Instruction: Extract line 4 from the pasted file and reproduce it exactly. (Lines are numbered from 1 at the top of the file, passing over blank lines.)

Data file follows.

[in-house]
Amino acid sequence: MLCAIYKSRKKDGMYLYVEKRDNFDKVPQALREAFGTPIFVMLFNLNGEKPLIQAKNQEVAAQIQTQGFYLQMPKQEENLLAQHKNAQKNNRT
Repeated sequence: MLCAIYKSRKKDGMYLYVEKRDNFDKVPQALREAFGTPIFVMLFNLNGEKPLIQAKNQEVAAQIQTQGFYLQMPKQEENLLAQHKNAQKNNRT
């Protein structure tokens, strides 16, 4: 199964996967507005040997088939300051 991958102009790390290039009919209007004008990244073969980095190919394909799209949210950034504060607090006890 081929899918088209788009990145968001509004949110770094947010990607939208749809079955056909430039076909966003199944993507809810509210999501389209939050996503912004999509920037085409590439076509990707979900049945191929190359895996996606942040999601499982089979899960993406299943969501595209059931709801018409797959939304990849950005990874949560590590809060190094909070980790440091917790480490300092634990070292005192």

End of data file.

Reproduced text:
């Protein structure tokens, strides 16, 4: 199964996967507005040997088939300051 991958102009790390290039009919209007004008990244073969980095190919394909799209949210950034504060607090006890 081929899918088209788009990145968001509004949110770094947010990607939208749809079955056909430039076909966003199944993507809810509210999501389209939050996503912004999509920037085409590439076509990707979900049945191929190359895996996606942040999601499982089979899960993406299943969501595209059931709801018409797959939304990849950005990874949560590590809060190094909070980790440091917790480490300092634990070292005192």